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To achieve goals for climate and economic growth, “negative emissions technologies” (NETs) that remove and sequester carbon dioxide from the air will need to play a significant role in mitigating climate change. Unlike carbon capture and storage technologies that remove carbon dioxide emissions directly from large point sources such as coal power plants, NETs remove carbon dioxide directly from the atmosphere or enhance natural carbon sinks. Storing the carbon dioxide from NETs has the same impact on the atmosphere and climate as simultaneously preventing an equal amount of carbon dioxide from being emitted. Recent analyses found that deploying NETs may be less expensive and less disruptive than reducing some emissions, such as a substantial portion of agricultural and land-use emissions and some transportation emissions.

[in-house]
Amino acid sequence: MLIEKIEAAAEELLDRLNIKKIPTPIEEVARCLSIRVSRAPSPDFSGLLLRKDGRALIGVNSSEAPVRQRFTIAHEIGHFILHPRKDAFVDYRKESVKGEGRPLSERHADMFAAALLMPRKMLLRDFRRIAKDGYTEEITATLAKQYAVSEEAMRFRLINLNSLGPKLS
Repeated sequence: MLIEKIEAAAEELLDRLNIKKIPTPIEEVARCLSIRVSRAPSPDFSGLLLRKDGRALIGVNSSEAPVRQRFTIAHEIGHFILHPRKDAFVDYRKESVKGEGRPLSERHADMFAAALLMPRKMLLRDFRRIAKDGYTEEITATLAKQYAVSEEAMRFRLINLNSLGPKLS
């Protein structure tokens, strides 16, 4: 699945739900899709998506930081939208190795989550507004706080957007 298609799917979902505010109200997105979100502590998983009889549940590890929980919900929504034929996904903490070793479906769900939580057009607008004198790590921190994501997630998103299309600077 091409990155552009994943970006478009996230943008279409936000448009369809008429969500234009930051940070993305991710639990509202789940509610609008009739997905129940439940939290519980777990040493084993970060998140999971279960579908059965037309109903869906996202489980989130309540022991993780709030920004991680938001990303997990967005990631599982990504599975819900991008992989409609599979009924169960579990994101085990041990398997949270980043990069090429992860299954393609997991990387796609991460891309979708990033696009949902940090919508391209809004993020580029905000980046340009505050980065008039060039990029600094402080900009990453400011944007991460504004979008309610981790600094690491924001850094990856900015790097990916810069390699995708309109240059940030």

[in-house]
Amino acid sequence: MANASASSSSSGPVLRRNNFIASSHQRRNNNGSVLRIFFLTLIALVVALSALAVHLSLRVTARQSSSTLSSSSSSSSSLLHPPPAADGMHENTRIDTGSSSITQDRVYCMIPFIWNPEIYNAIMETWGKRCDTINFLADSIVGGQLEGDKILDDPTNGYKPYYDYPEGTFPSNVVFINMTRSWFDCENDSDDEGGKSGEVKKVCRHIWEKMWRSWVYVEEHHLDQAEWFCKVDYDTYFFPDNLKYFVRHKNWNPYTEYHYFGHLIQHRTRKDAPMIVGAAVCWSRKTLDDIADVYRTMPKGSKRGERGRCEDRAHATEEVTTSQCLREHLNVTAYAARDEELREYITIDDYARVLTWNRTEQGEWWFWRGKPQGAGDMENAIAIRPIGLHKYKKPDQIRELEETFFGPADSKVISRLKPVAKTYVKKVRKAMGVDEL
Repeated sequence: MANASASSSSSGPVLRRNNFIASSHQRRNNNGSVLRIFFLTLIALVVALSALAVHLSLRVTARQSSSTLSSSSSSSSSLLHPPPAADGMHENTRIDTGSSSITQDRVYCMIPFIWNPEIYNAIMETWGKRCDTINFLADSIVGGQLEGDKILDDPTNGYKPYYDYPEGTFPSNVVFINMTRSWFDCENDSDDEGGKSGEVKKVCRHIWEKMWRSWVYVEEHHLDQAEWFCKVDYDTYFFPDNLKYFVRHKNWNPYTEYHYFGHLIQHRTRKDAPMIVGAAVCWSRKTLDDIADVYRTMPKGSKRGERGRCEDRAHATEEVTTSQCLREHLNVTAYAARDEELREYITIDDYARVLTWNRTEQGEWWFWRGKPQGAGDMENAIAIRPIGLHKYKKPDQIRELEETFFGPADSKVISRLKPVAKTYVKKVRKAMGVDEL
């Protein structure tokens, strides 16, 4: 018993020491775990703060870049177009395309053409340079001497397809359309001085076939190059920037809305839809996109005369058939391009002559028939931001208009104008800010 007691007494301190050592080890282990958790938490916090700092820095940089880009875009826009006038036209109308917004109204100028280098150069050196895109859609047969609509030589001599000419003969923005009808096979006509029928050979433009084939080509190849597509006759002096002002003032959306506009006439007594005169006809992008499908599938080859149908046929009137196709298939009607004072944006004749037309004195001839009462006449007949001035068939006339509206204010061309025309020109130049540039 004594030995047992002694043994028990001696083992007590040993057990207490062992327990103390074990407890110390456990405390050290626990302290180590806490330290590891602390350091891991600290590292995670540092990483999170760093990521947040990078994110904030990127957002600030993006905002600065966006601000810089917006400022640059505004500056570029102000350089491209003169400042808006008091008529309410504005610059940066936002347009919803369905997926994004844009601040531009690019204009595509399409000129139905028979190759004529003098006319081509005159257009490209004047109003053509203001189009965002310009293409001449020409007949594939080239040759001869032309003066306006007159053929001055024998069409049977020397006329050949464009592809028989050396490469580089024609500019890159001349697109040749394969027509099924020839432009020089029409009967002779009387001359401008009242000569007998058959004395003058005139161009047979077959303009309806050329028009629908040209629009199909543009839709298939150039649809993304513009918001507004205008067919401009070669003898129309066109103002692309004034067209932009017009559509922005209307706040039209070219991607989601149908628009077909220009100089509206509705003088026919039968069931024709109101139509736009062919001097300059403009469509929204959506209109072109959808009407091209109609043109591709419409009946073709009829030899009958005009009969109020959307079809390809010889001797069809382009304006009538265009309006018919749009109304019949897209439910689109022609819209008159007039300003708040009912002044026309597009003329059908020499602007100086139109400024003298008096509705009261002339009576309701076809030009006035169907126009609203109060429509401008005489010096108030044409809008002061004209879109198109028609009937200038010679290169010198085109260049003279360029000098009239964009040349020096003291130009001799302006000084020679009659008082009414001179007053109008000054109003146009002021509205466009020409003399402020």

In 2015, the National Academies published Climate Intervention: Carbon Dioxide Removal and Reliable Sequestration, which described and initially assessed NETs and sequestration technologies. This report acknowledged the relative paucity of research on NETs and recommended development of a research agenda that covers all aspects of NETs from fundamental science to full-scale deployment. To address this need, Negative Emissions Technologies and Reliable Sequestration: A Research Agenda assesses the benefits, risks, and “sustainable scale potential” for NETs and sequestration. This report also defines the essential components of a research and development program, including its estimated costs and potential impact.